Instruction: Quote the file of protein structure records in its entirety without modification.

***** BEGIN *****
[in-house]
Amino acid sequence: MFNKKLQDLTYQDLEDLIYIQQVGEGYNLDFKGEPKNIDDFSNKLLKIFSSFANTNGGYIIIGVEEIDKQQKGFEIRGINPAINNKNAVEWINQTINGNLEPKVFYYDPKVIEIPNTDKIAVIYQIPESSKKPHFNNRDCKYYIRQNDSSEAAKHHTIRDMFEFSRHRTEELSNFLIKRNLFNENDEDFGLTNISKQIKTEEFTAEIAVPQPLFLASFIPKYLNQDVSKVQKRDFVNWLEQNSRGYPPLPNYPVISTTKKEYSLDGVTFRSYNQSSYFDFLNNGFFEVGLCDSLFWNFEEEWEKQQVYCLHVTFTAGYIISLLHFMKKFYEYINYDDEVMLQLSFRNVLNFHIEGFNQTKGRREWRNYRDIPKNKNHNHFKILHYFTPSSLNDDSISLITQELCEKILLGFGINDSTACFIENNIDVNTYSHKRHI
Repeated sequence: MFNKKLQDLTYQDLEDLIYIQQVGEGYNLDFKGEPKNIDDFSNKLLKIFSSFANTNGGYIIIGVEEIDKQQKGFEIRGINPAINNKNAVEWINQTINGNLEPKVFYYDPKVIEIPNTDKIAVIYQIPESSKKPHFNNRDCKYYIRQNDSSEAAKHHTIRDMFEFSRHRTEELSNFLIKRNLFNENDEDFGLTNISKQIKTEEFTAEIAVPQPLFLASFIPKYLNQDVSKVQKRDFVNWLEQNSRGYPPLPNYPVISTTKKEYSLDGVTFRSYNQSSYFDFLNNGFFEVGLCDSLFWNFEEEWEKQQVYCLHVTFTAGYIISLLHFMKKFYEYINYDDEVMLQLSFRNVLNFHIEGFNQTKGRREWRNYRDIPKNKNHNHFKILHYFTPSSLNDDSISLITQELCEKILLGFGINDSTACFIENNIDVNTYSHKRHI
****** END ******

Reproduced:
[in-house]
Amino acid sequence: MFNKKLQDLTYQDLEDLIYIQQVGEGYNLDFKGEPKNIDDFSNKLLKIFSSFANTNGGYIIIGVEEIDKQQKGFEIRGINPAINNKNAVEWINQTINGNLEPKVFYYDPKVIEIPNTDKIAVIYQIPESSKKPHFNNRDCKYYIRQNDSSEAAKHHTIRDMFEFSRHRTEELSNFLIKRNLFNENDEDFGLTNISKQIKTEEFTAEIAVPQPLFLASFIPKYLNQDVSKVQKRDFVNWLEQNSRGYPPLPNYPVISTTKKEYSLDGVTFRSYNQSSYFDFLNNGFFEVGLCDSLFWNFEEEWEKQQVYCLHVTFTAGYIISLLHFMKKFYEYINYDDEVMLQLSFRNVLNFHIEGFNQTKGRREWRNYRDIPKNKNHNHFKILHYFTPSSLNDDSISLITQELCEKILLGFGINDSTACFIENNIDVNTYSHKRHI
Repeated sequence: MFNKKLQDLTYQDLEDLIYIQQVGEGYNLDFKGEPKNIDDFSNKLLKIFSSFANTNGGYIIIGVEEIDKQQKGFEIRGINPAINNKNAVEWINQTINGNLEPKVFYYDPKVIEIPNTDKIAVIYQIPESSKKPHFNNRDCKYYIRQNDSSEAAKHHTIRDMFEFSRHRTEELSNFLIKRNLFNENDEDFGLTNISKQIKTEEFTAEIAVPQPLFLASFIPKYLNQDVSKVQKRDFVNWLEQNSRGYPPLPNYPVISTTKKEYSLDGVTFRSYNQSSYFDFLNNGFFEVGLCDSLFWNFEEEWEKQQVYCLHVTFTAGYIISLLHFMKKFYEYINYDDEVMLQLSFRNVLNFHIEGFNQTKGRREWRNYRDIPKNKNHNHFKILHYFTPSSLNDDSISLITQELCEKILLGFGINDSTACFIENNIDVNTYSHKRHI